35. Press releases
Press releases can be a great way to let locals know that you exist, especially if you have breaking news. Opening a new location? Hosting a charity event? Be sure to publicize it, and include the local geo references (city name, etc.) in your text. A press release published through an online PR site might catch the eye of a reporter who will publish a news article about your business in a local publication.
36. Social profiles
Being active in social media and sharing your content (think content marketing) contribute to keeping your business top-of-mind. On social media sites like Facebook, Twitter, Instagram, YouTube, Google+ and Pinterest, your profile pages matter — make them consistent with your brand voice and informative. Be sure to include your contact information. Engagement with your brand is a social signal, such as when something you’ve posted is shared or liked. It’s also a way to engage with current and potential customers.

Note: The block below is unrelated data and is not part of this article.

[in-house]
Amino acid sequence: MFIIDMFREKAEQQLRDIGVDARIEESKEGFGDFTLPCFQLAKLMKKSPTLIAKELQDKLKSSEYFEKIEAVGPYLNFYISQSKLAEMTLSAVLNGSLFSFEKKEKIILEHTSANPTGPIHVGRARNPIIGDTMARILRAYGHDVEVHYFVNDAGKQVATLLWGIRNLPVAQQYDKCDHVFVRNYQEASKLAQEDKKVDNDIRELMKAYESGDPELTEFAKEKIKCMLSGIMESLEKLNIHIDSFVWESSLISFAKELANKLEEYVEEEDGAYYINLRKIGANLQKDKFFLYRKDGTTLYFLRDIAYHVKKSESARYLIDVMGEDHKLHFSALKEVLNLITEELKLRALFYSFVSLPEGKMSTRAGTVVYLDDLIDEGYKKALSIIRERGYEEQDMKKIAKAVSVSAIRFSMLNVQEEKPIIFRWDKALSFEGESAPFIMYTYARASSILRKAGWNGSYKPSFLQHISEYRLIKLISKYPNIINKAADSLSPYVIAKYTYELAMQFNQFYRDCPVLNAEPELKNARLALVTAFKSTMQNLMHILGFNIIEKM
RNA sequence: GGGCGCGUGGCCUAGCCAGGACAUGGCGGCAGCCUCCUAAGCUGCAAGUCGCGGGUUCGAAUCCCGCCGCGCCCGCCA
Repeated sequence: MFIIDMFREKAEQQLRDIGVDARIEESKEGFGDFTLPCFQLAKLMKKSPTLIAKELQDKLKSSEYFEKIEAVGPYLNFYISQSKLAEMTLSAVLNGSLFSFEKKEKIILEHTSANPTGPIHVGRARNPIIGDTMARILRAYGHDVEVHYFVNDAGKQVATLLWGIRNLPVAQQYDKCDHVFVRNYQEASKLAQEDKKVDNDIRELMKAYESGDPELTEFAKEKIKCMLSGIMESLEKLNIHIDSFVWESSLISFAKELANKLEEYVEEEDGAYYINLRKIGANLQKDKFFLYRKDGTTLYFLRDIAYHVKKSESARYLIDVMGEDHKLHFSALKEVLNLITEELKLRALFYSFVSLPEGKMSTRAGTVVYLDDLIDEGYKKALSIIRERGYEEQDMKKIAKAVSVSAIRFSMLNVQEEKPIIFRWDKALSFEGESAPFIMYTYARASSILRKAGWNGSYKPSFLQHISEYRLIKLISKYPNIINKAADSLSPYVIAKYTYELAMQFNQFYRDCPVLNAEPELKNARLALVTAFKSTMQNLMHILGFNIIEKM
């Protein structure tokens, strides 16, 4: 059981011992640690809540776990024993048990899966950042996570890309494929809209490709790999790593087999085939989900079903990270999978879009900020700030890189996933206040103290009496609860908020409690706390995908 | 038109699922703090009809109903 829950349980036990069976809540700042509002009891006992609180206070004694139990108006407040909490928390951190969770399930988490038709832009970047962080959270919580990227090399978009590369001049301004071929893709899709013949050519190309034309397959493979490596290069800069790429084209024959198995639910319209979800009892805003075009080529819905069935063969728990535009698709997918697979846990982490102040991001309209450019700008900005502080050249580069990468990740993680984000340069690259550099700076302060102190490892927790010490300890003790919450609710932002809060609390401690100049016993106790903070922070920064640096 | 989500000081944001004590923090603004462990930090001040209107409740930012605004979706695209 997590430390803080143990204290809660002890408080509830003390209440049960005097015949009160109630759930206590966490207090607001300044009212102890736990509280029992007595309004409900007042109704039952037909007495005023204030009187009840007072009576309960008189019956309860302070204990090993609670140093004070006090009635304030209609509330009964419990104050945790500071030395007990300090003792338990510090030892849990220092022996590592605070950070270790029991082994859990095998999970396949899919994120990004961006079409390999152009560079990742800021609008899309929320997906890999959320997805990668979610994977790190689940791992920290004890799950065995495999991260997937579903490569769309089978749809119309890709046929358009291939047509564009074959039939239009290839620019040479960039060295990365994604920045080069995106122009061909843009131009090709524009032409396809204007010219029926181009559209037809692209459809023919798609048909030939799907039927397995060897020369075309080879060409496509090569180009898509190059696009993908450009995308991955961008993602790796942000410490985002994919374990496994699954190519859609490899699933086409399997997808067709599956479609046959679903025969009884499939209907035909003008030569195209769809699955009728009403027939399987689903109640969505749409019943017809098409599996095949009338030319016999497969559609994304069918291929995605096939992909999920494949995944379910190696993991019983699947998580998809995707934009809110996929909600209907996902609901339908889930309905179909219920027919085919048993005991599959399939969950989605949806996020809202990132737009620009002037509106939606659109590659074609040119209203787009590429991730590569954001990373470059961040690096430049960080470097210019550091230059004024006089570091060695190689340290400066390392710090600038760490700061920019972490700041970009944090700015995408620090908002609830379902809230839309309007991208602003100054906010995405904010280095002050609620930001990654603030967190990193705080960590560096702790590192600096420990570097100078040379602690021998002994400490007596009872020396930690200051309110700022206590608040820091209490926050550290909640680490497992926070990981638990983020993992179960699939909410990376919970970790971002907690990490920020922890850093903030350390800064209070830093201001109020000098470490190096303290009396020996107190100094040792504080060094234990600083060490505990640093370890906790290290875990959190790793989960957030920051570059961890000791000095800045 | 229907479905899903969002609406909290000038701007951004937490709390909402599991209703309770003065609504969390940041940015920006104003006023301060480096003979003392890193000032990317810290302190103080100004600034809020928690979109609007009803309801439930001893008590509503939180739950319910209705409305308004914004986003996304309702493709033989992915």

37. Touch your followers
Help customers stay in the know. Social media can be an efficient way to spread news, local deals, alerts and updates to your customer base as well as get the word out to others. Interact with them one-on-one, and you may develop a brand advocate for life.
38. Become the local expert
Make yourself known as a trustworthy business by building local expertise and authority in your space. For example, you could teach a class or speak at a local event. Brainstorm presentations that bring value to an audience while showcasing your expert knowledge related to your business.
39. Local discounts